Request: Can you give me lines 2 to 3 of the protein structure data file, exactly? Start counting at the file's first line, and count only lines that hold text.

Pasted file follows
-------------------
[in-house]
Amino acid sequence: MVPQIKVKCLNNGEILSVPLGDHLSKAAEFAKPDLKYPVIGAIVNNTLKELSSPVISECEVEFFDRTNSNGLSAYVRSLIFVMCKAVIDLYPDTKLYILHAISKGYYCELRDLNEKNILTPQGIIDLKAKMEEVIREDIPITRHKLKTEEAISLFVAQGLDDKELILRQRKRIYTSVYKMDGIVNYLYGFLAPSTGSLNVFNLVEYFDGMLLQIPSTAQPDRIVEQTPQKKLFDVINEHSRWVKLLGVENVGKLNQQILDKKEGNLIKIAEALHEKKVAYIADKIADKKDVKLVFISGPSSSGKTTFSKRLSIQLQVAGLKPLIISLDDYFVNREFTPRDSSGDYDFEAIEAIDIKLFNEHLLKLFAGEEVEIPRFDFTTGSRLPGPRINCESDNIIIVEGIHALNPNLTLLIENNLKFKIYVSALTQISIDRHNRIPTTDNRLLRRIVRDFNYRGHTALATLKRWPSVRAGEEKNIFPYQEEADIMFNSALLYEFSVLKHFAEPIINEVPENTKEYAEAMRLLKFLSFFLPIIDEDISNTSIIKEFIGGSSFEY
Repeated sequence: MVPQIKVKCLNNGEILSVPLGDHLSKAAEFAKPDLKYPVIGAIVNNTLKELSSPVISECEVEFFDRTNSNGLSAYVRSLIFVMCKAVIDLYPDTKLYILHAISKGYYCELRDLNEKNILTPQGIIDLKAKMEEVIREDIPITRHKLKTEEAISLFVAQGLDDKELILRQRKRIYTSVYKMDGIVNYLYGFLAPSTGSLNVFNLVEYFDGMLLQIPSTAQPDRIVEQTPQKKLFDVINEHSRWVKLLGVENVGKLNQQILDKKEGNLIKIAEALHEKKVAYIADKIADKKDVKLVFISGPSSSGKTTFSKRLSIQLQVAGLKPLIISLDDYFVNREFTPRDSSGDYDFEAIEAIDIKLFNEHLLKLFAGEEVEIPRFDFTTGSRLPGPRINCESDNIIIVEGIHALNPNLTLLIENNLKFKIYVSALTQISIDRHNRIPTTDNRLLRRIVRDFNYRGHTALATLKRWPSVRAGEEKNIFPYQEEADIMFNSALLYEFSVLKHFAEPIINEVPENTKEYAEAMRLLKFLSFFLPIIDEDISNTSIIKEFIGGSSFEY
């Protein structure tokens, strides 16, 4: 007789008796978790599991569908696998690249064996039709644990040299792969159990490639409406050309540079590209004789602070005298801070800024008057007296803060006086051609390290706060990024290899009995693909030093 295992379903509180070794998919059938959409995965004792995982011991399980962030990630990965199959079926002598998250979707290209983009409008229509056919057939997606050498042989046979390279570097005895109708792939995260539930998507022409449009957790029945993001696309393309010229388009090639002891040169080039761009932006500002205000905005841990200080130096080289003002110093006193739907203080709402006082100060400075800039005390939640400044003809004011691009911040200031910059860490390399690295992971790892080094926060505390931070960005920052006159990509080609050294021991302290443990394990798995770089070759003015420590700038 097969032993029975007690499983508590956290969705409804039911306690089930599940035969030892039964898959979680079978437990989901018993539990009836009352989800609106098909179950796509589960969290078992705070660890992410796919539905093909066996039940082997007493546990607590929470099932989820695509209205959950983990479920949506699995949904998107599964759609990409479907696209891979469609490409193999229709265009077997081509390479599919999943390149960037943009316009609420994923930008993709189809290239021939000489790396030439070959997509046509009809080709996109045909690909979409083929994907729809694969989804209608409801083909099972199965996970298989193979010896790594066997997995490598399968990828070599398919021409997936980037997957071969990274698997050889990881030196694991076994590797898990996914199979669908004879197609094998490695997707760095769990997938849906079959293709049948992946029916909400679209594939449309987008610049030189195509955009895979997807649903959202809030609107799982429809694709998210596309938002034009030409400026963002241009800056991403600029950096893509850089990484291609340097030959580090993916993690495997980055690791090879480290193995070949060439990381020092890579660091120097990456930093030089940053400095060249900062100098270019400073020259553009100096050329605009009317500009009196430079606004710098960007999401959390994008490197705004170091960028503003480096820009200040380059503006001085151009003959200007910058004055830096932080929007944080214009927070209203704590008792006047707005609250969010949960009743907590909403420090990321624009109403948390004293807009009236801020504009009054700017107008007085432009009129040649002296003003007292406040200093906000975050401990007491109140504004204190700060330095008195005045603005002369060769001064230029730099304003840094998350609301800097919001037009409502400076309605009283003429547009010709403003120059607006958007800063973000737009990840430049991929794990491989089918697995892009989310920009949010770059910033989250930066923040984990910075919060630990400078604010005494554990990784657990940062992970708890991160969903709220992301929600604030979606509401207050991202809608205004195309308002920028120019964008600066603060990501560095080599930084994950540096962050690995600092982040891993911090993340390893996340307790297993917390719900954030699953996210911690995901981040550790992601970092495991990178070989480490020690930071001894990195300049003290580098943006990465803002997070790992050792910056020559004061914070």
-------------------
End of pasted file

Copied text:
Amino acid sequence: MVPQIKVKCLNNGEILSVPLGDHLSKAAEFAKPDLKYPVIGAIVNNTLKELSSPVISECEVEFFDRTNSNGLSAYVRSLIFVMCKAVIDLYPDTKLYILHAISKGYYCELRDLNEKNILTPQGIIDLKAKMEEVIREDIPITRHKLKTEEAISLFVAQGLDDKELILRQRKRIYTSVYKMDGIVNYLYGFLAPSTGSLNVFNLVEYFDGMLLQIPSTAQPDRIVEQTPQKKLFDVINEHSRWVKLLGVENVGKLNQQILDKKEGNLIKIAEALHEKKVAYIADKIADKKDVKLVFISGPSSSGKTTFSKRLSIQLQVAGLKPLIISLDDYFVNREFTPRDSSGDYDFEAIEAIDIKLFNEHLLKLFAGEEVEIPRFDFTTGSRLPGPRINCESDNIIIVEGIHALNPNLTLLIENNLKFKIYVSALTQISIDRHNRIPTTDNRLLRRIVRDFNYRGHTALATLKRWPSVRAGEEKNIFPYQEEADIMFNSALLYEFSVLKHFAEPIINEVPENTKEYAEAMRLLKFLSFFLPIIDEDISNTSIIKEFIGGSSFEY
Repeated sequence: MVPQIKVKCLNNGEILSVPLGDHLSKAAEFAKPDLKYPVIGAIVNNTLKELSSPVISECEVEFFDRTNSNGLSAYVRSLIFVMCKAVIDLYPDTKLYILHAISKGYYCELRDLNEKNILTPQGIIDLKAKMEEVIREDIPITRHKLKTEEAISLFVAQGLDDKELILRQRKRIYTSVYKMDGIVNYLYGFLAPSTGSLNVFNLVEYFDGMLLQIPSTAQPDRIVEQTPQKKLFDVINEHSRWVKLLGVENVGKLNQQILDKKEGNLIKIAEALHEKKVAYIADKIADKKDVKLVFISGPSSSGKTTFSKRLSIQLQVAGLKPLIISLDDYFVNREFTPRDSSGDYDFEAIEAIDIKLFNEHLLKLFAGEEVEIPRFDFTTGSRLPGPRINCESDNIIIVEGIHALNPNLTLLIENNLKFKIYVSALTQISIDRHNRIPTTDNRLLRRIVRDFNYRGHTALATLKRWPSVRAGEEKNIFPYQEEADIMFNSALLYEFSVLKHFAEPIINEVPENTKEYAEAMRLLKFLSFFLPIIDEDISNTSIIKEFIGGSSFEY